van den Broek, I; Amsalu, R; Balasegaram, M; Hepple, P; Alemu, E; Hussein, E B; Al-Faith, M; Montgomery, J; Checchi, F; Manson's Unit, MSF -UK, 67-74 Saffron Hill, London EC1N, UK. ingrid.van.den.broek@london.msf.org (BioMed Central, 2005)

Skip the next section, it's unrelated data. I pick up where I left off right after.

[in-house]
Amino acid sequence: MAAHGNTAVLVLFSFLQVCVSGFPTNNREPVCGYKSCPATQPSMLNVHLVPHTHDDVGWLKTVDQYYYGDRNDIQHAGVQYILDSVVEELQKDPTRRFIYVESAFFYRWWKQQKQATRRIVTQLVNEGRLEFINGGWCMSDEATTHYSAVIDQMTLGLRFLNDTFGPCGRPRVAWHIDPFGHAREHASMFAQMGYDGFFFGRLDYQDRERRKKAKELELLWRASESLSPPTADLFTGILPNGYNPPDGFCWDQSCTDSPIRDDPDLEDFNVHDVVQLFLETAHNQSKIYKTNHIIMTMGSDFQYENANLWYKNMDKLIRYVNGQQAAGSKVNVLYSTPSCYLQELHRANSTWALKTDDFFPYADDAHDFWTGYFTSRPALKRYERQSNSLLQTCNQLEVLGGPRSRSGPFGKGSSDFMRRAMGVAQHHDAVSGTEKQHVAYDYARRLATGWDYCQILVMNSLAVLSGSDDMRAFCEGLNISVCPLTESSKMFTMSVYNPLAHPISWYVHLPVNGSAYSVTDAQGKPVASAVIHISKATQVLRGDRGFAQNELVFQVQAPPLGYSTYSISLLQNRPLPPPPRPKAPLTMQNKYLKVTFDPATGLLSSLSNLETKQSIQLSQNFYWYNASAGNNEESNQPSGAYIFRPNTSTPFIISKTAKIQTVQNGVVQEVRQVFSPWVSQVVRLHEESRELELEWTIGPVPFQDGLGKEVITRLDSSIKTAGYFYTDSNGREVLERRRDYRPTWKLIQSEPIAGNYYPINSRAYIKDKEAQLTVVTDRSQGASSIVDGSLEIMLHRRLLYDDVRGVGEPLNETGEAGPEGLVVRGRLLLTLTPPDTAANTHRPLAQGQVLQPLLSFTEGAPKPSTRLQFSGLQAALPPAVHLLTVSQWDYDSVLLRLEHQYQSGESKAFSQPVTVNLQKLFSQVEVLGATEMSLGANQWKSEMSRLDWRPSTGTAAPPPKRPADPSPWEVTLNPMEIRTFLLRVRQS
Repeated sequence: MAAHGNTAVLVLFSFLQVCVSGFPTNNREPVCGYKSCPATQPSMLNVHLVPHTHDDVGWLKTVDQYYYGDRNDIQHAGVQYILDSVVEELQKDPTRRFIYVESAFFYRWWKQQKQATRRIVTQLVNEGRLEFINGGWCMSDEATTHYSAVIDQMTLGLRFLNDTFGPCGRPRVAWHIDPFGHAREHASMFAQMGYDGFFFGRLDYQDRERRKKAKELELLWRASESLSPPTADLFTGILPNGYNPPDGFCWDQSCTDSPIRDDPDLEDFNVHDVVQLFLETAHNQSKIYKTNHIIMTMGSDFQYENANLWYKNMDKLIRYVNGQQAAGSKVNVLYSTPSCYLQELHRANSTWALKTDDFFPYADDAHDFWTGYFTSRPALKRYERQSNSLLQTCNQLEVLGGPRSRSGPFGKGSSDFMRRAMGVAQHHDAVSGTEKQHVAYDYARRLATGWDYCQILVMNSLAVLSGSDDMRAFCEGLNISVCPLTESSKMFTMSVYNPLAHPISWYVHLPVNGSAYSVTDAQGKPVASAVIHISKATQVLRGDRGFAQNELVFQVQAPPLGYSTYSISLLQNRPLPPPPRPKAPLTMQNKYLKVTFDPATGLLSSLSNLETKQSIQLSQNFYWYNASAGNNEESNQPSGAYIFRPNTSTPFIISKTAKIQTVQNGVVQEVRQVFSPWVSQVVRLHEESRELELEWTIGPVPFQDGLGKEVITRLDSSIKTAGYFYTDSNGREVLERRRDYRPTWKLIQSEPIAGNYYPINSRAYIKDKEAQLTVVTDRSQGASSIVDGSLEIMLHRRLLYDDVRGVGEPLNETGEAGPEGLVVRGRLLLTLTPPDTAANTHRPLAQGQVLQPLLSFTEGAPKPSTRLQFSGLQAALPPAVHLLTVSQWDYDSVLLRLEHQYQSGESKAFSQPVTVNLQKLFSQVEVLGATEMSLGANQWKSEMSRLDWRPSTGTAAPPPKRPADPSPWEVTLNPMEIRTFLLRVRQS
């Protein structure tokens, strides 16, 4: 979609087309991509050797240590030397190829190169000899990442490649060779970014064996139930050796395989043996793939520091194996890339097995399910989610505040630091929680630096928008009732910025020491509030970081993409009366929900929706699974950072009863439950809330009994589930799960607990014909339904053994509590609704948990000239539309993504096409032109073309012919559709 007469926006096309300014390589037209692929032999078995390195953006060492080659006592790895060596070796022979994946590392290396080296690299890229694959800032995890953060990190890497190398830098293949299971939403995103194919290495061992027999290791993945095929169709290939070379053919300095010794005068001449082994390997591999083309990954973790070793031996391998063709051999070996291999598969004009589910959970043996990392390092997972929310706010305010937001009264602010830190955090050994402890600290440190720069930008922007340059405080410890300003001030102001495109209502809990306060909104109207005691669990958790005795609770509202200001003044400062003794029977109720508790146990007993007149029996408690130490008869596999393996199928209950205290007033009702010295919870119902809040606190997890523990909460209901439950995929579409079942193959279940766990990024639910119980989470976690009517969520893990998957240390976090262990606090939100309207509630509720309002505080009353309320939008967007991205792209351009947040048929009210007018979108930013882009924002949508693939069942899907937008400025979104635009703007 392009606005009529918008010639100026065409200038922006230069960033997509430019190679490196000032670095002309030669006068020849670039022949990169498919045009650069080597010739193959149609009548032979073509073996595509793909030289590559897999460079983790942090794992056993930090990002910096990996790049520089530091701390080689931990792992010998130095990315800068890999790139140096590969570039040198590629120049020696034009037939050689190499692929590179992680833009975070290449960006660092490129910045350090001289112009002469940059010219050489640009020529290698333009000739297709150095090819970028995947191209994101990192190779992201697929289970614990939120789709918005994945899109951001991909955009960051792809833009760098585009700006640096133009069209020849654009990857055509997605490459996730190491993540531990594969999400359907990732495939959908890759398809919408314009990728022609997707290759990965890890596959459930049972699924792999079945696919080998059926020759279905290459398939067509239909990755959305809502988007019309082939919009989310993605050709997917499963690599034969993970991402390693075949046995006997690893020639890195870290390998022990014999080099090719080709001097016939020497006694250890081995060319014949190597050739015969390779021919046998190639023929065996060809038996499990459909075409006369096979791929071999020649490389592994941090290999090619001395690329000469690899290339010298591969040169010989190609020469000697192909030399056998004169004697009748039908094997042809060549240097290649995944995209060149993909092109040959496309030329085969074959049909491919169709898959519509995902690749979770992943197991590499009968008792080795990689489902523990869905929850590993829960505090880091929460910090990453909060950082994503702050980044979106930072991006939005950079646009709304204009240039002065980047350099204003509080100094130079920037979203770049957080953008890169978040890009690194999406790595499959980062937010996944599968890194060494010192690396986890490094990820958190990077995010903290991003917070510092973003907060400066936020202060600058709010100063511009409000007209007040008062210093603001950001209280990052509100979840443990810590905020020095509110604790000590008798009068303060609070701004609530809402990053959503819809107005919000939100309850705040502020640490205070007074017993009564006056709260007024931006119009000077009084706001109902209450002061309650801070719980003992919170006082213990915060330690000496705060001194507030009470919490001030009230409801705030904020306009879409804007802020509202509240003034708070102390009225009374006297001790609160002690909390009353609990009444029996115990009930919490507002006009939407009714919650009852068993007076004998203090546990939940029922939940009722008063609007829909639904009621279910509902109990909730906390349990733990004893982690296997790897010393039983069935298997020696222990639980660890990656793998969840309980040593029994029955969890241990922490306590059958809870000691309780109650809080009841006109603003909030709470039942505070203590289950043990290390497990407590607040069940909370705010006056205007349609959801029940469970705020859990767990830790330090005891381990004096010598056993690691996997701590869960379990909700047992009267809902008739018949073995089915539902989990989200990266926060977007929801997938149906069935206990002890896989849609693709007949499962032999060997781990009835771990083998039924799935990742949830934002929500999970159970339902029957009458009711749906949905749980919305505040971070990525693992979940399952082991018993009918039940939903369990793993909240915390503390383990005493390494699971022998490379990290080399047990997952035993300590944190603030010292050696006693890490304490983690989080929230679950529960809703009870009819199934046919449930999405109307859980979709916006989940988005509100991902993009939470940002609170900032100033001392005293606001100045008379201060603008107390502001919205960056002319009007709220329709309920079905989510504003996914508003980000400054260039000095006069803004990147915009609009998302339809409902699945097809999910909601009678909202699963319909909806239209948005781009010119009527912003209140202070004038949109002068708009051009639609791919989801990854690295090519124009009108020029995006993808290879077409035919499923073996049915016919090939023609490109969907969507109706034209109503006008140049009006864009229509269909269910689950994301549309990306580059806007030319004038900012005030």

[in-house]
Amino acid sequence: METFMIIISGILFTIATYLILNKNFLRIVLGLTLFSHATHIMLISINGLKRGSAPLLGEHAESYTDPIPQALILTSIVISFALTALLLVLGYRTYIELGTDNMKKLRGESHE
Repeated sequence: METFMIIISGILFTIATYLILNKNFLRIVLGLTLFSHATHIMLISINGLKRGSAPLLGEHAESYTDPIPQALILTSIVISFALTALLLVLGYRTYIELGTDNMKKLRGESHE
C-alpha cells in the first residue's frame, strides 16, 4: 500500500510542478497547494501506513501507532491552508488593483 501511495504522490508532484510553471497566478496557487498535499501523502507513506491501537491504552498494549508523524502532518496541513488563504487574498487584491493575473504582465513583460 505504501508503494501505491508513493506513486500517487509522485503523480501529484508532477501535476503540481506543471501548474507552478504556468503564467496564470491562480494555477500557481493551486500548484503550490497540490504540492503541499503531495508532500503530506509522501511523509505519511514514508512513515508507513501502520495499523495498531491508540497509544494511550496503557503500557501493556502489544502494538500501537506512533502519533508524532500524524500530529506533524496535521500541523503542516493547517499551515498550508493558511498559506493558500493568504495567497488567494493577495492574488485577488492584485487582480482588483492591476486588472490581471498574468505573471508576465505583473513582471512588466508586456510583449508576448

BACKGROUND: The treatment for Plasmodium falciparum malaria in Sudan has been in process of change since 2003. Preceding the change, this study aimed to determine which artemisinin-based combination therapies is more effective to treat uncomplicated malaria in Malakal, Upper Nile, Sudan. METHODS: Clinical trial to assess the efficacy of 2 antimalarial therapies to treat P. falciparum infections in children aged 6-59 months, in a period of 42 days after treatment. RESULTS: A total of 269 children were followed up to 42 days. Artesunate plus Sulfadoxine/Pyrimethamine (AS+SP) and Artesunate plus Amodiaquine (AS+AQ) were both found to be efficacious in curing malaria infections by rapid elimination of parasites and clearance of fever, in preventing recrudescence and suppressing gametocytaemia. The combination of AS+SP appeared slightly more efficacious than AS+AQ, with 4.4% (4/116) versus 15% (17/113) of patients returning with malaria during the 6-week period after treatment (RR = 0.9, 95% CI 0.81-0.96). PCR analysis identified only one recrudescence which, together with one other early treatment failure, gave efficacy rates of 99.0% for AS+AQ (96/97) and 99.1% for AS+SP (112/113). However, PCR results were incomplete and assuming part of the indeterminate samples were recrudescent infections leads to an estimated efficacy ranging 97-98% for AS+SP and 88-95% for AS+AQ. CONCLUSION: These results lead to the recommendation of ACT, and specifically AS+SP, for the treatment of uncomplicated falciparum malaria in this area of Sudan. When implemented, ACT efficacy should be monitored in sentinel sites representing different areas of the country.